Olula del Río - History


The earliest traces of settlements found in Olula del Río are from the Neolithic and Copper Ages. The period of Al-Andalus was the most significant for the primitive town, which was located on the bank of the river in a difficult area to access, on a rock known as La Piedra Verde Olula. During this period, the area was abundant in fruit, olives, vines and, above all, mulberry trees for the cultivation of silk.

The town was conquered by the Catholic Monarchs in 1488, with Purchena and Urrácal later handed over to the Duke of Medinaceli. In 1560, it was passed onto the Crown and was sold to Miguel Serrano, a character who distinguished himself during the Moorish pacification. In the eighteenth century, Olula del Río passed into the hands of Don Diego Manuel Mesía y Serrano.

After the Christian Re-conquest, many Moors who did not want to leave their land regrouped to form parties of bandits who ravaged the Purchena and Olula area for years. These bandits, known as monfíes, were grouped around some leaders such as El Gorri or El Rami. With the Moorish uprising of 1568-1579, they found fertile ground to join the rebellion. The Marquis de los Vélez began the pacification of the territory but it was Don Juan de Austria who eventually ended the battle. With the expulsion of the Moors from the Kingdom of Granada at the end of the War of the Alpujarras, it was then repopulated by Christian families.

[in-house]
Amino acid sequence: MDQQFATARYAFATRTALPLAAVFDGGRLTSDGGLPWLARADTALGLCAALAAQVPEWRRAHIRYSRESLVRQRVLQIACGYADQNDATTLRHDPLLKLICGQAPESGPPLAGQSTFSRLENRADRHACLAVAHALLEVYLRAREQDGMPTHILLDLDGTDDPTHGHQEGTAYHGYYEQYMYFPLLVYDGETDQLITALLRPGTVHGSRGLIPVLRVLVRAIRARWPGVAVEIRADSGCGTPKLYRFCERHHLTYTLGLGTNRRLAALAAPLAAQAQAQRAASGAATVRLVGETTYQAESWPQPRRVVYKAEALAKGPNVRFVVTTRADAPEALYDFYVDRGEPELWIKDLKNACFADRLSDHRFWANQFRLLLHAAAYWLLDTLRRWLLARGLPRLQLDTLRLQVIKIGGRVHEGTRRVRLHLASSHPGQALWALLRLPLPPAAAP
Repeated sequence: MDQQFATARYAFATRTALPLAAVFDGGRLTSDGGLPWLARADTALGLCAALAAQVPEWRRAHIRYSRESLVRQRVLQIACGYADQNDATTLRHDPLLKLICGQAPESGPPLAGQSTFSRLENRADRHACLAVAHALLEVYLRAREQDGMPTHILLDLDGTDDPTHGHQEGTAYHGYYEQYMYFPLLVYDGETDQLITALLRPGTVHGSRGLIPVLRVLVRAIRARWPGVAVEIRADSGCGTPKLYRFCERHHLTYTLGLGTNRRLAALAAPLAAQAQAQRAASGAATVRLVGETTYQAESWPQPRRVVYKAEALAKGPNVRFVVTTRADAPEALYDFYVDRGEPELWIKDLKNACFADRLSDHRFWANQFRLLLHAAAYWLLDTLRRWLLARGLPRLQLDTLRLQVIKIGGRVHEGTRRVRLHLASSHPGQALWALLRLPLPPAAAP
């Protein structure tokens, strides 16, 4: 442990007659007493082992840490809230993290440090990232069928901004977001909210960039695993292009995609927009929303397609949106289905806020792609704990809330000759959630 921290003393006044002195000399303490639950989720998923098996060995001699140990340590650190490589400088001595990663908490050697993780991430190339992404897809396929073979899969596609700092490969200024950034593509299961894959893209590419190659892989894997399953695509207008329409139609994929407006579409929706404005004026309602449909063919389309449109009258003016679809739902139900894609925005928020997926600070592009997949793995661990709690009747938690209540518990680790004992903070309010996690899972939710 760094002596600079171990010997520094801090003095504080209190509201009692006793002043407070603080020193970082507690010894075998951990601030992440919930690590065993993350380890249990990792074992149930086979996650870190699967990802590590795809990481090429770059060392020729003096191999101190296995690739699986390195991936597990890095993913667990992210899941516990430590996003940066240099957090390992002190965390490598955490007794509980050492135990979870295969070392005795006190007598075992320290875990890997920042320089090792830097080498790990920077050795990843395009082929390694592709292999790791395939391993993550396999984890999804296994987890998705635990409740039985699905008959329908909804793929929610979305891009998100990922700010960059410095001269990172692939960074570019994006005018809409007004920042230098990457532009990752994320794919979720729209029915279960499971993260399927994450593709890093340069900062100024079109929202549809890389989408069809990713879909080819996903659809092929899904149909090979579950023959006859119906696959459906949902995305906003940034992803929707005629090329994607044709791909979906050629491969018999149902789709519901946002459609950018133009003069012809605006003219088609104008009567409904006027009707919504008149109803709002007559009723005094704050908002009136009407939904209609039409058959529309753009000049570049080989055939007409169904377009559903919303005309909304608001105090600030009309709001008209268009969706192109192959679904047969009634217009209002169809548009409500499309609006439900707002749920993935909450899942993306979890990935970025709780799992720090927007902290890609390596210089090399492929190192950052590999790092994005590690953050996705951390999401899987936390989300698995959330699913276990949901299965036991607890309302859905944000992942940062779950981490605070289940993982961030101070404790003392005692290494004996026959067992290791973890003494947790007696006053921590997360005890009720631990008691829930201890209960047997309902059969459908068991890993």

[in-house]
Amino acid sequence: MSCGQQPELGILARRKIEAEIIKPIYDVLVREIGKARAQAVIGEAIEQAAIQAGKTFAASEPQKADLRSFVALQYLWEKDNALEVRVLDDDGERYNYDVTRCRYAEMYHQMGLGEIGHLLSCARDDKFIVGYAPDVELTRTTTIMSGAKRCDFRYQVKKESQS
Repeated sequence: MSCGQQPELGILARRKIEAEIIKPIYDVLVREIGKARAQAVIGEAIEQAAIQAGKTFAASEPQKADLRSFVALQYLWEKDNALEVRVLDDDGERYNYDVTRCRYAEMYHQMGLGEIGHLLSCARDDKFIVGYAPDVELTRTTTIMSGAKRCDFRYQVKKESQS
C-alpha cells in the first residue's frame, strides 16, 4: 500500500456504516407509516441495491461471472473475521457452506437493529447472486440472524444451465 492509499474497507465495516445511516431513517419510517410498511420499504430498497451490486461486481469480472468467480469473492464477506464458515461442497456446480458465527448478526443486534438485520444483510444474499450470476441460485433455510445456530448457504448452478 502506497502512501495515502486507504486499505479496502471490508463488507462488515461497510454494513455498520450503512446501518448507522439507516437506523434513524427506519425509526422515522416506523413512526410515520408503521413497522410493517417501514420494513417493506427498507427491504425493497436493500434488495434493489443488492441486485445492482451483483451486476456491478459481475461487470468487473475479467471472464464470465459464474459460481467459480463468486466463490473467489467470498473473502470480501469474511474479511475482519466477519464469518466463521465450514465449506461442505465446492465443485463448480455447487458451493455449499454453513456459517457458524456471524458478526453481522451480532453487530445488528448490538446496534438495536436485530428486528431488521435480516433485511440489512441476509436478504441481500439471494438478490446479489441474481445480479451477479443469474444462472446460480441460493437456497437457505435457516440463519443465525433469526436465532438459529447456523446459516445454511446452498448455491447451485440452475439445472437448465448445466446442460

Until the mid-nineteenth century, Olula del Río was a town dedicated primarily to agriculture. It was at this time that the exploitation of its marble quarries began, but it wasn’t until 1945 that technological modernization facilitated a real boom in the local industry; today, around 30 companies work in the area to produce marble.